AECP Low Vision Center First and Only One in Caucuses
The EyeCare Project Low Vision Center opens a new world for the visually impaired — the only low vision center in the Caucuses. Low vision is a loss of eyesight that makes everyday tasks difficult. A person with low vision may find it difficult or impossible to accomplish activities such as reading, writing, shopping, watching television, driving a car or recognizing faces. When vision cannot be improved with regular eyeglasses, medication or surgery, people with low vision need help to learn how to make the most of their remaining sight and maintain their independence. People with low vision have some useful vision, which can often be improved with low vision aids. Losing vision does not mean giving up your activities, but it does mean finding new ways of doing them.
In many developed countries computer technology has already removed numerous obstacles to education and employment for visually impaired individuals. As well, they are able to discover life by reading books transcribed into Braille—a system that enables blind and partially sighted people to read and write through touch.
In 2005, the Armenian EyeCare Project opened its Low Vision Clinic—the first and only low vision clinic in the Caucuses. Director, Dr. Lilit Mkrtchyan, did a low vision fellowship in the United States at the Lighthouse Foundation, a leading worldwide center on vision impairment and vision rehabilitation at the University of Florida.
Low Vision is loss of sight that cannot be corrected by ordinary eyeglasses, contact lenses, medication or surgery. A person with low vision should not be confused with blindness.
Low vision can result from a variety of diseases, disorders, and injuries that affect the eye. Many people with low vision have age-related macular degeneration, cataract, glaucoma, or diabetic retinopathy. Age-related macular degeneration accounts for almost 45 percent of all cases of low vision. About 135 million people around the world have low vision.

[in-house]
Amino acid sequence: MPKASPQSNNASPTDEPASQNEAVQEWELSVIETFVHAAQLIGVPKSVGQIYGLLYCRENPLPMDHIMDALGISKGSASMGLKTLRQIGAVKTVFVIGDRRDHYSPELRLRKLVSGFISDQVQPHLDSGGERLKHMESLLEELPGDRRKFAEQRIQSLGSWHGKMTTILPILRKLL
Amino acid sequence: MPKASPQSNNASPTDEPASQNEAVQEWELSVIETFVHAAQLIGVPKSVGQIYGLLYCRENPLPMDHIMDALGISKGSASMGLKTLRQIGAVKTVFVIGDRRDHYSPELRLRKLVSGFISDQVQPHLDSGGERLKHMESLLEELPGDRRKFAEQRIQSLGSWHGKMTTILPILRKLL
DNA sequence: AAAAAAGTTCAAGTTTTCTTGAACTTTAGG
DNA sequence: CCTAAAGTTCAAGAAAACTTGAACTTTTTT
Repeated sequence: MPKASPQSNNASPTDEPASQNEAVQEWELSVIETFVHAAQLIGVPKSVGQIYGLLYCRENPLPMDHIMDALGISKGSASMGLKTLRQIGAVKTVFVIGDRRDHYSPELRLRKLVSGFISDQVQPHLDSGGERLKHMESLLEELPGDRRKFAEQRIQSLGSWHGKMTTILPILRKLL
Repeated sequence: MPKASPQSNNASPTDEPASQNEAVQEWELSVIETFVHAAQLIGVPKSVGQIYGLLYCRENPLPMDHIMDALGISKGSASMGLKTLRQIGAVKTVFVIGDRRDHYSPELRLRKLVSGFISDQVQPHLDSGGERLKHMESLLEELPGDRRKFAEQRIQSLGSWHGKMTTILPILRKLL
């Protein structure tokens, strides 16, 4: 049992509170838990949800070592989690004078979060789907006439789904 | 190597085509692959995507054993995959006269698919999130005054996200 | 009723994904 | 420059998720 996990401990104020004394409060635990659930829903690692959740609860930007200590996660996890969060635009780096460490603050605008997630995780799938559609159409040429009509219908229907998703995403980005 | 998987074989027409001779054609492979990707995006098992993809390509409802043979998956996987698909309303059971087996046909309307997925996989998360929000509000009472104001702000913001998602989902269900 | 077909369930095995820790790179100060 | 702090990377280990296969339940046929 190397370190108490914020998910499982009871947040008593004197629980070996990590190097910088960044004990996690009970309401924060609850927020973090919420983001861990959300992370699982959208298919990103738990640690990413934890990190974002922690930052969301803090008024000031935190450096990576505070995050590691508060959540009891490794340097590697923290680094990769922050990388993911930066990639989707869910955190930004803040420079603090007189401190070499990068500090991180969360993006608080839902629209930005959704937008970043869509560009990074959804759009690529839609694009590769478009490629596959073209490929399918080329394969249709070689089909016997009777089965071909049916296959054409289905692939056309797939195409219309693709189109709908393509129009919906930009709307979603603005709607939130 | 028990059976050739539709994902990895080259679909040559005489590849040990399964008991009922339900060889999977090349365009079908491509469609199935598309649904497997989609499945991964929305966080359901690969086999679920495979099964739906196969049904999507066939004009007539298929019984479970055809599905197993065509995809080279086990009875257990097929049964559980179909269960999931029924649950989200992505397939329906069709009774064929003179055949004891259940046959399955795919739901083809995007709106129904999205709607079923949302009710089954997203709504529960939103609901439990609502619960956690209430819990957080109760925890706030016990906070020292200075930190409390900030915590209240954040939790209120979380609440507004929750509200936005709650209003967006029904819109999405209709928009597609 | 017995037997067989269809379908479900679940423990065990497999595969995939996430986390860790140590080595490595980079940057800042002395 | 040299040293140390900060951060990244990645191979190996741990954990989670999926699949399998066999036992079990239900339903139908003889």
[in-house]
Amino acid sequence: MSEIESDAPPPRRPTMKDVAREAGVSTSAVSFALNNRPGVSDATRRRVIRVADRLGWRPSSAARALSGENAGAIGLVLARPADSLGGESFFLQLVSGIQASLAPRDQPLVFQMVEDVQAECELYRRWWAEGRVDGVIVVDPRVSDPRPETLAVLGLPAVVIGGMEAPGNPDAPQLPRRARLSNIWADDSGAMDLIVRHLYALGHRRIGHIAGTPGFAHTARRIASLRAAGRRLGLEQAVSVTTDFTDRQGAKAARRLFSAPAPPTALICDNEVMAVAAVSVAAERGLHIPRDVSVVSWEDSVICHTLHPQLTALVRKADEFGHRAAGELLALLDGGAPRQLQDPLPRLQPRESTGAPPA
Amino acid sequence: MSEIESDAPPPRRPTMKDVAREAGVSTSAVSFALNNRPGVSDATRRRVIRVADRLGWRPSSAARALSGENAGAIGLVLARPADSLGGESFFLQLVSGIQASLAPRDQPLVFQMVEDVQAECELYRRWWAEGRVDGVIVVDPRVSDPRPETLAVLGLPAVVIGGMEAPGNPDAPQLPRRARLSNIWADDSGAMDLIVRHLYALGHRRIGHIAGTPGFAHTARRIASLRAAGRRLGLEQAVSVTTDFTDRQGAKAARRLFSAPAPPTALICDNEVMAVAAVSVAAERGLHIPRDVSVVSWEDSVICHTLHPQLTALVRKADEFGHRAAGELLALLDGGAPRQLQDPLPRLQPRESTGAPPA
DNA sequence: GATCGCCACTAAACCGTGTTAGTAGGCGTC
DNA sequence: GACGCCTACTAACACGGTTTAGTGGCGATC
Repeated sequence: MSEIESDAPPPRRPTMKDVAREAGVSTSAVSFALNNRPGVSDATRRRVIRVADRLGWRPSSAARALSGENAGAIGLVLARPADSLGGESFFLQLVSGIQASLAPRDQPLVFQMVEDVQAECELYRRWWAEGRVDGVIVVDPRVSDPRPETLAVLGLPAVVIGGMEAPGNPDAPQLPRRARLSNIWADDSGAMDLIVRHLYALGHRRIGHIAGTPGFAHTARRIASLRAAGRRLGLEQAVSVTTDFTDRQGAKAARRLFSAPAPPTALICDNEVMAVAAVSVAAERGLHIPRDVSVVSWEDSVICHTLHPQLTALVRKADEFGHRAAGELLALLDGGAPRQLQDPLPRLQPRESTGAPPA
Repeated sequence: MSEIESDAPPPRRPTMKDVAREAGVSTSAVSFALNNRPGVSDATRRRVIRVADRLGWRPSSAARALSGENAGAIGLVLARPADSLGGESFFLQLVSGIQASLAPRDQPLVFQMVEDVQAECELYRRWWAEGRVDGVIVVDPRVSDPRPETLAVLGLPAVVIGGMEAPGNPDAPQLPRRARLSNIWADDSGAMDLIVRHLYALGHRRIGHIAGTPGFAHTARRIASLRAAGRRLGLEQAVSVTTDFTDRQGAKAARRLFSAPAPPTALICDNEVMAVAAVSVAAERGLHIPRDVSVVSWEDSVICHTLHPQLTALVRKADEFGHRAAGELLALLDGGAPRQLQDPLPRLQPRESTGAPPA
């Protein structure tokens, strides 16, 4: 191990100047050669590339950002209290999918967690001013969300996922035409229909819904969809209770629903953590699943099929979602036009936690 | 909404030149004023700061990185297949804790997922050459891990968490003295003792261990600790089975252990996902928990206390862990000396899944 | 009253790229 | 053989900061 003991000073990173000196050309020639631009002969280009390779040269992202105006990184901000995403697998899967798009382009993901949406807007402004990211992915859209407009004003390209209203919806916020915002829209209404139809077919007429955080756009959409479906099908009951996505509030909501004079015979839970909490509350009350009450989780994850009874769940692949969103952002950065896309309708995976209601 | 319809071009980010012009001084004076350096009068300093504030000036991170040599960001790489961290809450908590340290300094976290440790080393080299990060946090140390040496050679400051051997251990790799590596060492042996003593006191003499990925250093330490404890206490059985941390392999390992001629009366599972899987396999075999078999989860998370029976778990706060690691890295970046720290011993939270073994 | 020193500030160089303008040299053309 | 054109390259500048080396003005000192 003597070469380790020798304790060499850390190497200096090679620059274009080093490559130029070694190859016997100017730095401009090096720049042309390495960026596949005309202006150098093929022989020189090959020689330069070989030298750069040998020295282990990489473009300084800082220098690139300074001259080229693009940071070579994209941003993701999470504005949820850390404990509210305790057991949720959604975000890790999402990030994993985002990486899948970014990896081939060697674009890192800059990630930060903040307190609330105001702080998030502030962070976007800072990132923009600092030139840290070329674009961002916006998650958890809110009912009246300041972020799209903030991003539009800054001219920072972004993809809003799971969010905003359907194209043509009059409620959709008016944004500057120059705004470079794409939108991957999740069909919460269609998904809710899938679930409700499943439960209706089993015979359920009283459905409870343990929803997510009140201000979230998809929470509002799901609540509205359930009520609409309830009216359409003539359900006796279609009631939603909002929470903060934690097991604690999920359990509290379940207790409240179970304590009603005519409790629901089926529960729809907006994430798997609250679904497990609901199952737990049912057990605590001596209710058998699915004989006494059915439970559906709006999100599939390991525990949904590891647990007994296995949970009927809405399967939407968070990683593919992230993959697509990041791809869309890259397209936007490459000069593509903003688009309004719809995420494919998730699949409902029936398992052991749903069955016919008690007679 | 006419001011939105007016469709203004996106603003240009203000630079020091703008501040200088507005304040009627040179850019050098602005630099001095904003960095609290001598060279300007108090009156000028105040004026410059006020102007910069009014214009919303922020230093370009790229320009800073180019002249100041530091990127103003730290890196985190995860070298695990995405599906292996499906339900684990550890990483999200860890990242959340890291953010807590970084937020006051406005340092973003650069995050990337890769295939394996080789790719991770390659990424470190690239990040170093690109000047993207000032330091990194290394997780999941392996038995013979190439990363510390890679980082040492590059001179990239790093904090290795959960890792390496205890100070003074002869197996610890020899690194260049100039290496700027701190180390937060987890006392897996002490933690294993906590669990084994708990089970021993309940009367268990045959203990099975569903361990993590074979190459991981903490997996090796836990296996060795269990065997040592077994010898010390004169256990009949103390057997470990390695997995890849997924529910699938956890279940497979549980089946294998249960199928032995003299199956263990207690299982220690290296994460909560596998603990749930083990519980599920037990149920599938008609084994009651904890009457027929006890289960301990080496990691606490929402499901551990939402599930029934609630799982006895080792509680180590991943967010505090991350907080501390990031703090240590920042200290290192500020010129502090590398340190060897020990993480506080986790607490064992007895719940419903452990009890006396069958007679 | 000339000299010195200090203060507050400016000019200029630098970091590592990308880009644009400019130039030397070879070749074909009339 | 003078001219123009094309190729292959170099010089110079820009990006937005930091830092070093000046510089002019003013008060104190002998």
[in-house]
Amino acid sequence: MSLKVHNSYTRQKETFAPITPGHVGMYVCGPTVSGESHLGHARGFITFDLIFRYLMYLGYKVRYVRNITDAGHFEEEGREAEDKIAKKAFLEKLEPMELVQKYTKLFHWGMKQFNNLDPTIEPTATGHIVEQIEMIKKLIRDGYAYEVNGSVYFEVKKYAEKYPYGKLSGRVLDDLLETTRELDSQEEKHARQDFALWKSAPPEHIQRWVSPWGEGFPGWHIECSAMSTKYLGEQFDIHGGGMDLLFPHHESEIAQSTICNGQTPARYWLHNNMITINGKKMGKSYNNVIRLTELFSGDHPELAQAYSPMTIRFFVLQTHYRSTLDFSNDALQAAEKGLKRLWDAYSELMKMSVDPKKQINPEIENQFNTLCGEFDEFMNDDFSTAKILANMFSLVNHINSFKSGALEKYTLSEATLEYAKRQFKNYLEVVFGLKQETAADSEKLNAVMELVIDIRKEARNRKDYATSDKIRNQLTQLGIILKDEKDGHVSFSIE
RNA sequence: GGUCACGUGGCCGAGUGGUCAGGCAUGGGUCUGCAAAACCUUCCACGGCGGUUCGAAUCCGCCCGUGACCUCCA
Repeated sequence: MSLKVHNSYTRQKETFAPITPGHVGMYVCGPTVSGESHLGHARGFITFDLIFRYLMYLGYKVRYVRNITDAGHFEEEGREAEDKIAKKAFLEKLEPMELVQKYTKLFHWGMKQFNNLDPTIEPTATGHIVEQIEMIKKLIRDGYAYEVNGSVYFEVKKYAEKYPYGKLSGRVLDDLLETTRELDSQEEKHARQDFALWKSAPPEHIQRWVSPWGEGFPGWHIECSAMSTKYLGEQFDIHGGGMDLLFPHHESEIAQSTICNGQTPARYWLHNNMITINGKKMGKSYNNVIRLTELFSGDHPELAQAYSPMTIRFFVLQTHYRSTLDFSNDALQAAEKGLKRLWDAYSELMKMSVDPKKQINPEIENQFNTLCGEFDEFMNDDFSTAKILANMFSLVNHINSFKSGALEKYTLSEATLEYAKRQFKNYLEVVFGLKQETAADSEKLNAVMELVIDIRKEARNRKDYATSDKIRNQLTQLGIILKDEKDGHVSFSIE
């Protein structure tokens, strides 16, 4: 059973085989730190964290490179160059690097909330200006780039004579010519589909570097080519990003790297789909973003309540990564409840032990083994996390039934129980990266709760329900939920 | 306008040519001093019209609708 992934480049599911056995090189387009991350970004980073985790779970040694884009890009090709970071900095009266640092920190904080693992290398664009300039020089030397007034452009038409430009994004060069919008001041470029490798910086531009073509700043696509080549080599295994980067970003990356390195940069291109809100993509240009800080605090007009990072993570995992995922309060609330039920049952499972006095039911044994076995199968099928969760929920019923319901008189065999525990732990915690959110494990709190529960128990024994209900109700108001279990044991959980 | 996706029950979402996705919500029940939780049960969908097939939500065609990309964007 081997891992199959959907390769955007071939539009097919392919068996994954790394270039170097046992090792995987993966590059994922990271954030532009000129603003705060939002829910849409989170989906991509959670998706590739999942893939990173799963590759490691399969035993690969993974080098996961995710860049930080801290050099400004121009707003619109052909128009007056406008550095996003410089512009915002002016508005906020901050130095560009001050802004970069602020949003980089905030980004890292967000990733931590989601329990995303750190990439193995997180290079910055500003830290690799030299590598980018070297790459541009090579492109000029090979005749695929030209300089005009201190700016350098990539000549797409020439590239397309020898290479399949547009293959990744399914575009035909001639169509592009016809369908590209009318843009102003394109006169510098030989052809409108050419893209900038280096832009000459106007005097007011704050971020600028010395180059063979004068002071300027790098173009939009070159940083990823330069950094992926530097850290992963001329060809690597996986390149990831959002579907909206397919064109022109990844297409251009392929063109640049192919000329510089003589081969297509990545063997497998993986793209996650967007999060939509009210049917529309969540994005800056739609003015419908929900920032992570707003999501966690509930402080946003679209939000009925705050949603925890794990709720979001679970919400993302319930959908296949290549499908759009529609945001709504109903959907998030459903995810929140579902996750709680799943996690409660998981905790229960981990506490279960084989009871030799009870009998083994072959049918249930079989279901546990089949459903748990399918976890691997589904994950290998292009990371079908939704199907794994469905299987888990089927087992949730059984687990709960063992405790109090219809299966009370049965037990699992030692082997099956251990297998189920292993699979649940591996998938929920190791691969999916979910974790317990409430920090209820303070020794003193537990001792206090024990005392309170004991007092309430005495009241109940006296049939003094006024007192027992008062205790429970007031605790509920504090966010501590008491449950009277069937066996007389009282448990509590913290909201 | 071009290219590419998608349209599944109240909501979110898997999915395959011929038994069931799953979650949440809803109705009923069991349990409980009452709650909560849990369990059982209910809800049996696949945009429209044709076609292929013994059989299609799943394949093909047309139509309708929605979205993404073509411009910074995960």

EyeCare Project Program
The Computer Training Program (CTP) is the first initiative of the Armenian EyeCare Project that addresses the need for vocational and life skills training for people with visual impairments. “We believe that this training opportunity will help to raise the self-esteem and confidence of individuals with visual impairments and at the same equip them with the skills necessary to find employment in the future,” said Nune Yeghiazaryan, AECP Country Director. Delivered by a qualified professional teacher from the school for visually impaired children, the two-month training covers a wide range of subjects from processing and data entry to the use of the Internet and more.
“For people with visual impairments, the possibility of using a computer is a big step forward in obtaining access to information, learning new skills, gaining computer literacy and increasing their independence,” said Lilit Mkrtchyan, Low Vision Center Director. According to Dr. Mkrtchyan, in addition to the CTP for adults, children from School No.14 for the Visually Impaired have had the opportunity to participate in specialized Low Vision training classes. The goal of the training program is to help children with visual impairments to preserve their remaining vision and to get oriented with unfamiliar situations with the help of a walking stick. All of these efforts are aimed at providing visually impaired adults and children with the highest possible level of independence.
For individuals in Armenia with visual impairments the AECP Training Program offers a unique opportunity to develop their professional skills, increase their access to various print resources and spend their leisure time in a meaningful and useful way. “I hope that the AECP Program will continue to provide opportunities for more people with visual impairments to participate and learn new skills. I have many non-sighted friends and friends with low vision who can really benefit from this training,” said one of the participants.